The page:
The US Treasury announced two rules on April 4th 2016 in an effort to stem business practices, such as so-called “corporate inversions,” rooted in perverse incentives of harmful economic policies to the delight of many and the chagrin of others. Designed to eliminate the tax benefits corporations can derive from renouncing their US citizenship and relocating their headquarters to a foreign land where taxes are lower, these rules almost immediately resulted in the cancellation of a $152 billion merger between Pfizer and Allergan. The apparent targeting of Pfizer over a legal business deal can seem unjust, but this kind of damaging correction is what happens when unhealthy regulations are embraced.
Tax loopholes, which reward corporations for leaving the US, exemplify public policies that favor special interests over US interests and must inevitably be changed. No longer can US subsidiaries of inverted companies take a loan from their foreign parent and use interest payments as tax deductions to reduce their US tax liability. US companies must also own less than 60% of the combined company’s stock, excluding any acquisitions of US companies within three years, to derive any tax benefits. Frankly, these changes should have been made years ago. Consequently, the Pfizer-Allergan deal, which just happened to be affected by these changes, is just one among many high-profile inversions that forced necessary changes.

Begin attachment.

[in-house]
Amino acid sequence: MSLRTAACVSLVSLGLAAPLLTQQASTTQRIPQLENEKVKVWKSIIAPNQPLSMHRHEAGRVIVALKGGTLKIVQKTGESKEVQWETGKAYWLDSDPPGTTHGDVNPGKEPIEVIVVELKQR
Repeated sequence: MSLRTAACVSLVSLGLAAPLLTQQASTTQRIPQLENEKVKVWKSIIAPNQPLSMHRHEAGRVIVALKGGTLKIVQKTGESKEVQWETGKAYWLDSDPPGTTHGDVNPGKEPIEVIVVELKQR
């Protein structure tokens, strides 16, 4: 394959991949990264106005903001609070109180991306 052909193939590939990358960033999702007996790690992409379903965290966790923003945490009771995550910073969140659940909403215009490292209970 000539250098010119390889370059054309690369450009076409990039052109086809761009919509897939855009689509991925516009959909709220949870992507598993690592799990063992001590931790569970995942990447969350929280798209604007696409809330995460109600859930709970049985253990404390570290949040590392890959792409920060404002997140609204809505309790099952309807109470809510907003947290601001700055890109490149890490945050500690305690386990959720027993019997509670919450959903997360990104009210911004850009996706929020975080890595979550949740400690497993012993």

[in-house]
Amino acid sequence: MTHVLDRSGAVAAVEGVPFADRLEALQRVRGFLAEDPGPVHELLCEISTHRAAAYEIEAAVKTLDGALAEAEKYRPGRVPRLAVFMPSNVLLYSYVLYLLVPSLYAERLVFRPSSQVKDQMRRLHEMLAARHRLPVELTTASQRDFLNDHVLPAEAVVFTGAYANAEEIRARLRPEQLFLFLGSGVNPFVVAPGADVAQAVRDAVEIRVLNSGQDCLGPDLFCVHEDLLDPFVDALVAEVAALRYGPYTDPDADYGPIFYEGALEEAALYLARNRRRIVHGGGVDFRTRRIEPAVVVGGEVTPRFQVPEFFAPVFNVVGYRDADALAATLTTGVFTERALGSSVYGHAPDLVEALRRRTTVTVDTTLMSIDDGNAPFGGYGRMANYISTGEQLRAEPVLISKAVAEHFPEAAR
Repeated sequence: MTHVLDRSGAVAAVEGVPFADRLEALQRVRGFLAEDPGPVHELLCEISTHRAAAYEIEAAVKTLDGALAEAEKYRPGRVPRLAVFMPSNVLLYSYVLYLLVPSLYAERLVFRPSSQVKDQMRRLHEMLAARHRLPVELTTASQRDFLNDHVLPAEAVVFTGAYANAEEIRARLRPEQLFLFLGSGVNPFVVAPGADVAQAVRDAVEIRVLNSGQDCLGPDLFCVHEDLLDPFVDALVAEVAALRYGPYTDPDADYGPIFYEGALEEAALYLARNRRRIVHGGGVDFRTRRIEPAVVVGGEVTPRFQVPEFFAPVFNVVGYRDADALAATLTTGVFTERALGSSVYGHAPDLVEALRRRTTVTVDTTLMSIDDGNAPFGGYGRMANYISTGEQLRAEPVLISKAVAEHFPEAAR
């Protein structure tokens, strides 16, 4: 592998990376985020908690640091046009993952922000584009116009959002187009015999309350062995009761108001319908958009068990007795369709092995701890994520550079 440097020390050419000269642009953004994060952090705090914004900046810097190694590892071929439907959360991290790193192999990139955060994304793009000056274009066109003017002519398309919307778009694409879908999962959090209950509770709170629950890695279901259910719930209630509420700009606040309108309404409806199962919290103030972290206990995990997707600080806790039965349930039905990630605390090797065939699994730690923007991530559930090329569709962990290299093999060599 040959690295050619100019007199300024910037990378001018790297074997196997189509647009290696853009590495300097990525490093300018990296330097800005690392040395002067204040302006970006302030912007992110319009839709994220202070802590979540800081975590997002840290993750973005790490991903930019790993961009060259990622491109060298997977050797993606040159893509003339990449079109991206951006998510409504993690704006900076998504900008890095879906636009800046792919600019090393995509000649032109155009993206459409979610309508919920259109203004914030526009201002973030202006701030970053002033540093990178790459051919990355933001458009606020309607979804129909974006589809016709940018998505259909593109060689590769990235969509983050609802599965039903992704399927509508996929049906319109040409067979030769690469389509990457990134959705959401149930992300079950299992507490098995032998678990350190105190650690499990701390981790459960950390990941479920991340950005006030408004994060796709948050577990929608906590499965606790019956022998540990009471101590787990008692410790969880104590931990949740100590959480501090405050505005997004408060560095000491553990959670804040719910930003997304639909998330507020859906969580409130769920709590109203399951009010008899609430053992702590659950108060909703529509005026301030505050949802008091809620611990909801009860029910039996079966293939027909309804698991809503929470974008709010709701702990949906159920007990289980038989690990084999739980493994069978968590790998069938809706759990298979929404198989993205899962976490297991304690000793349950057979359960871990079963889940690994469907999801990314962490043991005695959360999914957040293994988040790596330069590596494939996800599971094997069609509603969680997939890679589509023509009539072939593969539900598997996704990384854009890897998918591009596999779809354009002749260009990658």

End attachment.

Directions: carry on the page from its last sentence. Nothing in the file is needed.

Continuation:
Furthermore, a great deal of the criticism against the US Treasury’s changes is rooted in the Executive Branch acting without significant reforms to the US tax code. In reality, the fault rests on the shoulders of lawmakers for failing to do their job in a timely manner. That said, many advocates for corporate tax reform want to see the introduction of a territorial tax system. Thanks to the efforts of people like Senators Rob Portman and Chuck Schumer, the US may well be nearing the adoption of a territorial tax code. The threat of corporate inversions aids this ongoing push to transform the US tax system, but that does not necessarily mean a territorial tax system actually serves US interests.
Portman and Schumer want to replace US taxation of corporate profits earned overseas with a transition tax that would be used to pay for badly needed highway and infrastructure programs. The Portman-Schumer even offers a much lower rate than an earlier proposal from President Obama, which would have imposed a one-time tax of 14% on current profits stashed overseas and a 19% tax on future foreign earnings. The Portman-Schumer framework also seeks to reduce taxes on intellectual property, which is the true engine of growth and should be favored. Although the American People would love to have a 14% or 19% income tax, critics feel 14% is even too much for corporations.
In many respects, the laws of competition do make this corporate tax rate too much. Required to pay the highest corporate tax rate in the world of 35%, when corporation repatriate their overseas profits, there is clearly a perverse incentive that explains why US-based companies keep more than $2 trillion in profits overseas while other corporations feel compelled to change their citizenship. On the other hand, effective US corporate tax rates are in the single digits, which are on par with most US trade partners. The advantage of a low tax rate, versus the use of tax breaks to reduce a high rate, is that corporations are better able to predict their annual tax burden, which fosters economic stability.